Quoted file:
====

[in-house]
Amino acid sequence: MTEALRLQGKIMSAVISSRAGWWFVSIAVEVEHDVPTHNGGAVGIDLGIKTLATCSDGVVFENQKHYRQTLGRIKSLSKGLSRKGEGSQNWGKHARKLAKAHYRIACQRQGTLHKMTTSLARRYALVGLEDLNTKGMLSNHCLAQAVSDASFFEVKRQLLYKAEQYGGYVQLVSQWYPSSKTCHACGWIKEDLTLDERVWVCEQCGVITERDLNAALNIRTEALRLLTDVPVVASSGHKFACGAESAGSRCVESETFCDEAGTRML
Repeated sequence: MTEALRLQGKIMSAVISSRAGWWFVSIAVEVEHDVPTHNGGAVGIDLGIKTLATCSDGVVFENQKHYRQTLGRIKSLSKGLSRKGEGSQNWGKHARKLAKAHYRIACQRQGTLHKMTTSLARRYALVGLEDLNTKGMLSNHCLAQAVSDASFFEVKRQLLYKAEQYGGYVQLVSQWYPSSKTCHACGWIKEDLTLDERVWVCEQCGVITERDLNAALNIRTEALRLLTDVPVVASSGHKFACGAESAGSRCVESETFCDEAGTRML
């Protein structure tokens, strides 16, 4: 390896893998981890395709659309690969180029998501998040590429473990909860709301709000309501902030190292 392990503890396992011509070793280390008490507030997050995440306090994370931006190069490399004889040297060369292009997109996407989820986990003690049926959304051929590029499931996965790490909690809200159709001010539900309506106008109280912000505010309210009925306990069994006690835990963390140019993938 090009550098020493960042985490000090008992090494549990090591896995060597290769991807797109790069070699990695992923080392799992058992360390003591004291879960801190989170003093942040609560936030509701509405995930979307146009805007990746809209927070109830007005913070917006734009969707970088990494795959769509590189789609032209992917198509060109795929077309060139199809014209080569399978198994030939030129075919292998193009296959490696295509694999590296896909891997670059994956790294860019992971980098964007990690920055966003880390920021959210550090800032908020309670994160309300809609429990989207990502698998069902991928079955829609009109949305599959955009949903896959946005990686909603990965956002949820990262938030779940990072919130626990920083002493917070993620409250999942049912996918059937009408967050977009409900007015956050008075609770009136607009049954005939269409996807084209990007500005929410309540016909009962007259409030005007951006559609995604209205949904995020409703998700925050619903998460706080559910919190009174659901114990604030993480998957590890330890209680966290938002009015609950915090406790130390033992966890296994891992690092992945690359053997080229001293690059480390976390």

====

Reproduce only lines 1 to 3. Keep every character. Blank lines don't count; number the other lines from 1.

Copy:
[in-house]
Amino acid sequence: MTEALRLQGKIMSAVISSRAGWWFVSIAVEVEHDVPTHNGGAVGIDLGIKTLATCSDGVVFENQKHYRQTLGRIKSLSKGLSRKGEGSQNWGKHARKLAKAHYRIACQRQGTLHKMTTSLARRYALVGLEDLNTKGMLSNHCLAQAVSDASFFEVKRQLLYKAEQYGGYVQLVSQWYPSSKTCHACGWIKEDLTLDERVWVCEQCGVITERDLNAALNIRTEALRLLTDVPVVASSGHKFACGAESAGSRCVESETFCDEAGTRML
Repeated sequence: MTEALRLQGKIMSAVISSRAGWWFVSIAVEVEHDVPTHNGGAVGIDLGIKTLATCSDGVVFENQKHYRQTLGRIKSLSKGLSRKGEGSQNWGKHARKLAKAHYRIACQRQGTLHKMTTSLARRYALVGLEDLNTKGMLSNHCLAQAVSDASFFEVKRQLLYKAEQYGGYVQLVSQWYPSSKTCHACGWIKEDLTLDERVWVCEQCGVITERDLNAALNIRTEALRLLTDVPVVASSGHKFACGAESAGSRCVESETFCDEAGTRML